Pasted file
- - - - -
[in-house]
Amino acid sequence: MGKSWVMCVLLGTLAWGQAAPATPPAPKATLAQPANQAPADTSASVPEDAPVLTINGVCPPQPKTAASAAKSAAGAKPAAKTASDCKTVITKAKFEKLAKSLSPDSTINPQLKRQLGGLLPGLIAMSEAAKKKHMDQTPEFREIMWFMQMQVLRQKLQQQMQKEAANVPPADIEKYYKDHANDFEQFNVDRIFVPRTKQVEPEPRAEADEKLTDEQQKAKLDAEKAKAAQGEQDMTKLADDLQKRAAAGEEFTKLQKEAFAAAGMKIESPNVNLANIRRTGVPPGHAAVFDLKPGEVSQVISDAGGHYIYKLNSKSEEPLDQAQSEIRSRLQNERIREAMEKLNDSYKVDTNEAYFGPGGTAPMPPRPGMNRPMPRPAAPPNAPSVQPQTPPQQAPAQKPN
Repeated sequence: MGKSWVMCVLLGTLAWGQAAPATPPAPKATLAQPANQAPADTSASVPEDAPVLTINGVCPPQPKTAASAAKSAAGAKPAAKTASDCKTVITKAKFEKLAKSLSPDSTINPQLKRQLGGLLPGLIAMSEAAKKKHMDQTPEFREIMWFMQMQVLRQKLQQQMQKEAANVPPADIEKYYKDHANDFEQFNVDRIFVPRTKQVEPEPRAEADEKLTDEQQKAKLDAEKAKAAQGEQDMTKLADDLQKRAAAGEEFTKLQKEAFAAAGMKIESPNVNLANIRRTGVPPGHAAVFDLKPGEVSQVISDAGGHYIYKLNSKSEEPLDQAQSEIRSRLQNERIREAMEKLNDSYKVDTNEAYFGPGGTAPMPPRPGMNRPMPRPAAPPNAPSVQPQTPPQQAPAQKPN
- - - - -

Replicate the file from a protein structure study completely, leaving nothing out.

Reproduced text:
[in-house]
Amino acid sequence: MGKSWVMCVLLGTLAWGQAAPATPPAPKATLAQPANQAPADTSASVPEDAPVLTINGVCPPQPKTAASAAKSAAGAKPAAKTASDCKTVITKAKFEKLAKSLSPDSTINPQLKRQLGGLLPGLIAMSEAAKKKHMDQTPEFREIMWFMQMQVLRQKLQQQMQKEAANVPPADIEKYYKDHANDFEQFNVDRIFVPRTKQVEPEPRAEADEKLTDEQQKAKLDAEKAKAAQGEQDMTKLADDLQKRAAAGEEFTKLQKEAFAAAGMKIESPNVNLANIRRTGVPPGHAAVFDLKPGEVSQVISDAGGHYIYKLNSKSEEPLDQAQSEIRSRLQNERIREAMEKLNDSYKVDTNEAYFGPGGTAPMPPRPGMNRPMPRPAAPPNAPSVQPQTPPQQAPAQKPN
Repeated sequence: MGKSWVMCVLLGTLAWGQAAPATPPAPKATLAQPANQAPADTSASVPEDAPVLTINGVCPPQPKTAASAAKSAAGAKPAAKTASDCKTVITKAKFEKLAKSLSPDSTINPQLKRQLGGLLPGLIAMSEAAKKKHMDQTPEFREIMWFMQMQVLRQKLQQQMQKEAANVPPADIEKYYKDHANDFEQFNVDRIFVPRTKQVEPEPRAEADEKLTDEQQKAKLDAEKAKAAQGEQDMTKLADDLQKRAAAGEEFTKLQKEAFAAAGMKIESPNVNLANIRRTGVPPGHAAVFDLKPGEVSQVISDAGGHYIYKLNSKSEEPLDQAQSEIRSRLQNERIREAMEKLNDSYKVDTNEAYFGPGGTAPMPPRPGMNRPMPRPAAPPNAPSVQPQTPPQQAPAQKPN